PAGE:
Most companies recognise sustainability as one of the most important factors in the future of a successful business, but they still ask themselves “where do we start?”
This article explores 5 practices for integrating sustainability as a competitive device:
1. Creating a sustainability strategy
The sustainability strategy must involve the entire organisation, guaranteeing a broad, practical and relevant vision of its impact on the environment and society. Sustainability should also be present in the adoption of good ESG (Environment, Social and Governance) practices and in the way that the company relates to its customers, suppliers, employees and other stakeholders.
These concerns and guidelines have emerged as a top issue for decision-makers seeking to pursue responsible management. In this new mindset organisations are not only concerned with achieving economic success but have started to include environmental protection and social equity in their objectives.
The opportunities that sustainability represents today lead us to say that we see sustainability as the new “fuel” for economic, social and environmental capital.
2. Developing organisational culture
Developing an organisational culture with sustainability principles plays a critical role in the success of a company’s sustainability strategy. A culture that values sustainability not only drives innovation and resilience, but also creates an environment where sustainability is truly embedded in the organisation’s DNA.
Organisational culture is the set of values and behaviours that guide actions in a company. When an organisation embraces sustainability, it creates an environment that leads to the effective implementation of the strategy.
Educating and involving the entire organisation is fundamental. This can be done through training programmes, awareness-raising and incentives to performance evaluation and adoption of sustainable practices. Human Resources can become sustainability ambassadors and contribute significantly to the success of the company’s initiatives.
3. Integrate Life Cycle Analysis tools
Life cycle analysis (LCA) is a tool that allows companies to assess all the activities that a company carries out to create and deliver a product or service, from the acquisition of raw materials until the final product reaches the customer. This includes the company’s internal operations and external activities that directly or indirectly impact sustainability.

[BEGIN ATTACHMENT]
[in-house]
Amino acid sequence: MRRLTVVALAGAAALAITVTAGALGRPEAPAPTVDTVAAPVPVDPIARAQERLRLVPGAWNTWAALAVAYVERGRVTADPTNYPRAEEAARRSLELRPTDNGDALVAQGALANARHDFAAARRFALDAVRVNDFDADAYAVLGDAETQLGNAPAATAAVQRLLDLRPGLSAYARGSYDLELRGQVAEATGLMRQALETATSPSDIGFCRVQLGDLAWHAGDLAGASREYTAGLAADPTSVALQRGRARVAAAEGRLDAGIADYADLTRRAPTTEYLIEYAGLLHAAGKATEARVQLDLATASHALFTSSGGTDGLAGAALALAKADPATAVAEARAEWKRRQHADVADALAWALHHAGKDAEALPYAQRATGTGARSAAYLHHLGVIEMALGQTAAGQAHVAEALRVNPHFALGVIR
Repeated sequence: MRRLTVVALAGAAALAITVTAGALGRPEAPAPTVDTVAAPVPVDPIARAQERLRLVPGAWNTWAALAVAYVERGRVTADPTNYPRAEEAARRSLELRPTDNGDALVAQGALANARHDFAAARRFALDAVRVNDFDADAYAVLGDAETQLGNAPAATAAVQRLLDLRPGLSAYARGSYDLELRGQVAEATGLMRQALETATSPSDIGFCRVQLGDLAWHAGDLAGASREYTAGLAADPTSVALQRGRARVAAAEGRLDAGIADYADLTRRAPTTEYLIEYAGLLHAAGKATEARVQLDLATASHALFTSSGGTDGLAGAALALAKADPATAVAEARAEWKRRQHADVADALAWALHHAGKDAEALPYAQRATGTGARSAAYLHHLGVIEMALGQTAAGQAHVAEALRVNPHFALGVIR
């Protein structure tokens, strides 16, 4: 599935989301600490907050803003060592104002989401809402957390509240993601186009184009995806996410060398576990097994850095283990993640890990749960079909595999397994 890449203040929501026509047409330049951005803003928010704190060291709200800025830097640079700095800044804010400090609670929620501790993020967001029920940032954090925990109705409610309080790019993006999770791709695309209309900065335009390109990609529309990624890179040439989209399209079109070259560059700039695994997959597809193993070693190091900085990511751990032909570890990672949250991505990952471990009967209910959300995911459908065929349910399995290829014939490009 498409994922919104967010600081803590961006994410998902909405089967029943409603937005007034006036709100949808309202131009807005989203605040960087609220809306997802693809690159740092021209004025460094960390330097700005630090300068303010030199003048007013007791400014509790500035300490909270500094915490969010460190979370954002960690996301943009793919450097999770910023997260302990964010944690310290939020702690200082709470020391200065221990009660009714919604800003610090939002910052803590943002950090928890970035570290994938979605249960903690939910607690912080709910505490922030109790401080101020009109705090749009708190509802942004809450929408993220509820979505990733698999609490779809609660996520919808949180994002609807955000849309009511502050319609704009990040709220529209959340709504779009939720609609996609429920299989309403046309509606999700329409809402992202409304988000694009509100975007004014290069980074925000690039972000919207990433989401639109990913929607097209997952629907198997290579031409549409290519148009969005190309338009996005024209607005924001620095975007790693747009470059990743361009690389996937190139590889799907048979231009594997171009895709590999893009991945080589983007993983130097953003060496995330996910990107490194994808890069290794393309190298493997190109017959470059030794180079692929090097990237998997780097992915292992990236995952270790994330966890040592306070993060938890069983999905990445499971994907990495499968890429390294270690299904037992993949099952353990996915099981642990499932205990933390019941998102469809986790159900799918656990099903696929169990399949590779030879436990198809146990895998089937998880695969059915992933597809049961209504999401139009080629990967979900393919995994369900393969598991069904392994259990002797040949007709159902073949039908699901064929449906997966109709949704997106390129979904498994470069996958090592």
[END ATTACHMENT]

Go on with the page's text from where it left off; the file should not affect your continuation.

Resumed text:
Through LCA, companies can identify areas where they can make improvements, such as: reducing greenhouse gas (GHG) emissions; reducing water consumption; sustainable purchasing; prioritising suppliers in line with the organisational strategy; and leveraging the application of circularity to transform passive resources into active resources.
Carrying out an LCA analysis requires experience and technical knowledge, and it can be useful to involve sustainability experts or consultants in conducting the analysis.
4. Implementing a sustainable project roadmap
Implementing a project roadmap and identifying material topics are key steps to directing efforts more efficiently, responding to stakeholder’s expectations and to stand out as leaders on the journey towards a more sustainable future.
A sustainable project roadmap is a structured plan that establishes clear goals and steps for achieving corporate sustainability. This roadmap represents a guide that helps companies navigate challenges and opportunities.
Start by identifying clear sustainability goals that are aligned with the organisational values and strategies. Carry out a comprehensive Gap analysis of the current sustainability status. Prioritise projects that will have the greatest impact and create an implementation plan, with metrics and performance indicators to monitor progress towards the defined sustainability objectives and achieve a sustainable and profitable company.
5. Comply with sustainability regulations
A new language and regulations, good practices and initiatives related to sustainability have been developed. The diverse set of acronyms and technical terms, often referred to as the “alphabet soup” and the legislative “tsunami”, play a key role in promoting transparency, innovation, responsibility and progress in sustainability.
Due to their scope and impact, we would like to highlight the Green Taxonomy Regulation, EU Regulation 2020/852 and its delegated acts, and EU Directive 2022/2464 on Corporate Sustainability Reporting Directive, known as the CSRD, which establishes new rules for companies, both aimed at protecting different stakeholders from greenwashing practices.
The CSRD defines stricter criteria and requirements that organisations must consider when drawing up sustainability reports. It also requires organisations to publish information on their environmental, social and governance impacts.
It is essential to be aware of this new sustainability language and to comply with sustainability regulations.
In a world that is increasingly aware of environmental, social and purpose issues, sustainability is no longer a “nice to have” but a “must have”. The road to sustainability is a continuous journey, and the future is closer than ever. Any action, whether small or large, counts in the collective effort to build a more sustainable future. Start your sustainability strategy today.
By Sílvia Guerra for The Porto Protocol Foundation
Sustainability Consultant, Aliados Consulting